Epimutation ? mitotically stable gene silencing associated with epigenetic alteration in DNA methylation ? is now recognized as a common feature of human cancer. Indeed, recent epigenomic studies revealed that nearly all tumor types harbor hundreds of aberrantly hypermethylated and silenced promoter CpG island- associated (CGI-associated) genes, highlighting the need to identify driver epimutations. In this regard, we developed a novel mouse model of epimutation in a tumor suppressor gene p16 (also known as cyclin- dependent kinase inhibitor 2A). We found that engineered promoter methylation leads to accelerated p16 epimutation in mouse somatic tissues during aging. We demonstrated that p16 epimutation predisposes mice to spontaneous tumor development. In addition, our preliminary work shown that p16 epimutation can cooperate with mutational Apc to accelerate intestinal tumorigenesis using the ApcMin/+ mice. Importantly, we found that p16 epimutation functions beyond the classically known cell-cycle control to induce malignant transformation of intestinal neoplasms. Therefore, based on our strong preliminary data, we hypothesize that p16 epimutation, commonly observed in human sporadic CRCs as part of the age-related epigenetic alteration, cooperates with genetic alterations to drive intestinal cancer initiation and progression. We will test this by 1) Determine how p16 epimutation promotes intestinal tumorigenesis. We will assess the biological consequences of p16 epimutation through its interactions with two key signaling pathways: WNT-APC-?- catenin and MAPK-RAS-RAF; 2) Determine whether reversal of epigenetic defects in p16 suppresses tumor growth. We will evaluate tumor responses to the reversal of p16 epimutation by applying a CRISPR-based targeted p16 promoter demethylation; and 3) Determine whether transcription factors as a reader of methylated DNA mediate the function of p16 epimutation. We will investigate the molecular events by which p16 epigenetic silencing is a result from DNA methylation dependent trans-acting protein binding which subsequently recruits chromatin repressive complexes. These studies will elucidate how aberrant DNA methylation, an important epigenetic mechanism regulating the expression of tumor suppressor genes, drives colorectal tumorigenesis. The results derived from this proposal could have a unique impact in the design of colon cancer epigenetic therapies.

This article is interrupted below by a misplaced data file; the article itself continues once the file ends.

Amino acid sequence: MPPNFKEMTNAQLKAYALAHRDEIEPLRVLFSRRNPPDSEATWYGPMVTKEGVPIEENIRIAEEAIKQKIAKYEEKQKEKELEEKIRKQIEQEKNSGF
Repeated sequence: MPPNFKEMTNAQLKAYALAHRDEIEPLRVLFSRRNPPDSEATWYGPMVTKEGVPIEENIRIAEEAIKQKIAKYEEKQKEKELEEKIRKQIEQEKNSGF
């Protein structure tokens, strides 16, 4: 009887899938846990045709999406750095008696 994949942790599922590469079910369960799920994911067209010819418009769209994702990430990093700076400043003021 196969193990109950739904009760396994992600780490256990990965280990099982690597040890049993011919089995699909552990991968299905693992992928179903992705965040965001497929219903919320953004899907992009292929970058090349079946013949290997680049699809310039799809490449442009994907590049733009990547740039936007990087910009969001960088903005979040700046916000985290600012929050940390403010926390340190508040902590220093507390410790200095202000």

Public Health Relevance

(Relevance Statement) Epigenetics refers to the study of mitotically heritable changes in gene function without accompanying DNA sequence alterations; of the known epigenetic mechanisms, aberration in DNA methylation is a common feature of human cancer. The proposed research is relevant to public health because it will advance our understanding of how aberrant DNA methylation, frequently observed in colon cancer patients, drives cancer development. The proposed project will also contribute significantly to the ongoing search for new and improved strategies of cancer therapy and prevention.

National Institute of Health (NIH)
National Cancer Institute (NCI)
Research Project (R01)
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Cancer Genetics Study Section (CG)
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Okano, Paul
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Baylor College of Medicine
Schools of Medicine
United States
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